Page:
Wednesday, November 18, 2009


(Lewis Milestone, 1932)
"Yeah, too bad about the soundtrack! Was it the print or the projector?"
"I dunno, but it zapped me for the first half hour or so."
"I thought I heard you breathing heavy."
"Yeah I woke up when Crawford gave her first big speech though."
"Jeez she was wearing a lot of eye liner! I was so glad they ended it like that, with her tricking Walter Huston."
"Oh! Oh. Is that it? I had a different read."
"Yeah, totally, she was doing it to get to him. Otherwise that part where she goes down on her knees going 'our father who art in heaven' would be totally over the top."
"Well, it was theatrical but it was also beautifully modulated. Gee, I thought that she really did convert, but that Huston then came in and violated her and she was like, fuck this."
"Oh, that wouldn't be anywhere near as good."
"Wait though. Then why does Crawford still act all saved when the guy comes to take her to Australia? Huston wasn't even around then."
"Well, it was just a movie thing."
"No way, it would totally screw up the internal logic. I mean, I can't be sure because I missed the setup, but I think the point of the end is that Huston gets everything he wants, and then sees that it's all wrong. That face-drama he goes through in his last scene is incredible!"
"It was very silent-movie. But she seduces him!"
"No no no he responds sexually to her, but it's not about seduction. It's all about him getting power over her through his missionary thing, and about how there's a Freudian angle to that. It's totally ANTI-production code, incredible."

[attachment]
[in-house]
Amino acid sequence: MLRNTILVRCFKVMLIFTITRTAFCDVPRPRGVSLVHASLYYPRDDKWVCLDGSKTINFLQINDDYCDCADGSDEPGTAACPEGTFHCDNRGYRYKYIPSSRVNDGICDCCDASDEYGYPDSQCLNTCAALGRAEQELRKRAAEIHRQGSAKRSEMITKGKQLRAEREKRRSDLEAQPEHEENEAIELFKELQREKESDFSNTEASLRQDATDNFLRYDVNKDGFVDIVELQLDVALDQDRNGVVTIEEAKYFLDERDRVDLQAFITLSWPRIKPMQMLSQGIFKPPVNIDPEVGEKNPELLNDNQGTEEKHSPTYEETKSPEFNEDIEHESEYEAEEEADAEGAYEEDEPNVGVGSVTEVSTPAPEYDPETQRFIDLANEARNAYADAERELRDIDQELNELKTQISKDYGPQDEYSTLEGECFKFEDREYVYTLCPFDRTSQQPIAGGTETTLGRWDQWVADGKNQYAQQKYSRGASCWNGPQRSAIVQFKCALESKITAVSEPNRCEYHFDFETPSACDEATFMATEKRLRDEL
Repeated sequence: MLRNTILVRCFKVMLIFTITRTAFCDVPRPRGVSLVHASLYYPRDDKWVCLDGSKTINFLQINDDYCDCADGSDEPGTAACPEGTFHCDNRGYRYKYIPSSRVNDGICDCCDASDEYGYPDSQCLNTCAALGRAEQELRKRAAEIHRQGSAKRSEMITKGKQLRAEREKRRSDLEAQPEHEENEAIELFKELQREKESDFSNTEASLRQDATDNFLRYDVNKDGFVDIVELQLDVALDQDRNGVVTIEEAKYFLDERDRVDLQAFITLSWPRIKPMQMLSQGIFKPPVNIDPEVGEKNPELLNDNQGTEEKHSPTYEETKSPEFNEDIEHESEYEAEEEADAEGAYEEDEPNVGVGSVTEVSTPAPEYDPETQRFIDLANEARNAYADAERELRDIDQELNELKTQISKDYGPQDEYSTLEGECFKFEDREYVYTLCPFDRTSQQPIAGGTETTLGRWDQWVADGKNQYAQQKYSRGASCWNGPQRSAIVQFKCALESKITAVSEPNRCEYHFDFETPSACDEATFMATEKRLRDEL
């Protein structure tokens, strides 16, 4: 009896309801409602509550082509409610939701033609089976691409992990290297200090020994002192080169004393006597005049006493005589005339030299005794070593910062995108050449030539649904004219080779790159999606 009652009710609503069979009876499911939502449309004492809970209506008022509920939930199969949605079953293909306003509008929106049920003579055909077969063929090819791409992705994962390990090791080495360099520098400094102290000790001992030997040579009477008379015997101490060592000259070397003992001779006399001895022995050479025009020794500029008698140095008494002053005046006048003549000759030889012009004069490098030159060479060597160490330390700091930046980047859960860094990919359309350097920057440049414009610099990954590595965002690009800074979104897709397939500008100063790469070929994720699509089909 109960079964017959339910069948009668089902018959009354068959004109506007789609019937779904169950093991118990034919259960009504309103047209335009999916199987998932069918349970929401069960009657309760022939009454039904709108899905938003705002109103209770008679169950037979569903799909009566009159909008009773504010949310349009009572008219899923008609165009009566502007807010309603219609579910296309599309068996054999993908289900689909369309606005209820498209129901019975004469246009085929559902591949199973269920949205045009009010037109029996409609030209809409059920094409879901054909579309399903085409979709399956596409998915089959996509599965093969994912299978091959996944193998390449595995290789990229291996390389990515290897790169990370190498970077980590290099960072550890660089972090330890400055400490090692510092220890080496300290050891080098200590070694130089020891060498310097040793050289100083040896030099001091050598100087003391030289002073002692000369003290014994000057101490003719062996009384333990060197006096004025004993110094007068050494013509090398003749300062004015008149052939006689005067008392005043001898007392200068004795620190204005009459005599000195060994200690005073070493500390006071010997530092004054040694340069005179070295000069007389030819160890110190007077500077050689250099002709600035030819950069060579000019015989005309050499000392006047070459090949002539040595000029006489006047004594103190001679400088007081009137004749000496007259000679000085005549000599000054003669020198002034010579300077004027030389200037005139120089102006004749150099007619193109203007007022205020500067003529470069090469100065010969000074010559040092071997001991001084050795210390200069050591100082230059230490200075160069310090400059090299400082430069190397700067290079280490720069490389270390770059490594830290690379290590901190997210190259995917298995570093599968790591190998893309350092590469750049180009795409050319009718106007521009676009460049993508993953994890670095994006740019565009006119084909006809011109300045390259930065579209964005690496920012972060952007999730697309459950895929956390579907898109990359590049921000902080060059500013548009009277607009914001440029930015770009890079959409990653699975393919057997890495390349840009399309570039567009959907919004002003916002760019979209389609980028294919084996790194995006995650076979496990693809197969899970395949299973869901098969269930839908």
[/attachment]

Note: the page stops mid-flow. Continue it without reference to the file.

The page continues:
"Aww well I'm disappointed then. I thought it was about woman power."
"Oh come on, the woman doesn't have to be a superhero for it to be good. Isn't it more interesting for the woman to make a mistake, and to learn to be herself from that? I mean, she does go and get married, but still. And isn't it more radical for Huston's fundamentalism to implode on its own than if Crawford is like, ha ha I fooled you?"
"Yeah. Put some Snickers bar on that soy ice cream."


  1. Been reading your Jay Scott, have you? ;-)

  2. Did he do this too? Ha ha I got it from someone else.

    When you have no authority, documentary is a safe refuge! I usually don't pass critical judgment if I doze, but I needed to say something about this one cause what I saw was great.

  3. Still haven't seen that one. Maugham is one of my favourite authors, and so I've always been meaning to check it out. Another great Crawford flick from the early 30s is Possessed, co-starring Clark Gable. (Not to be confused with the 40s film of the same title.)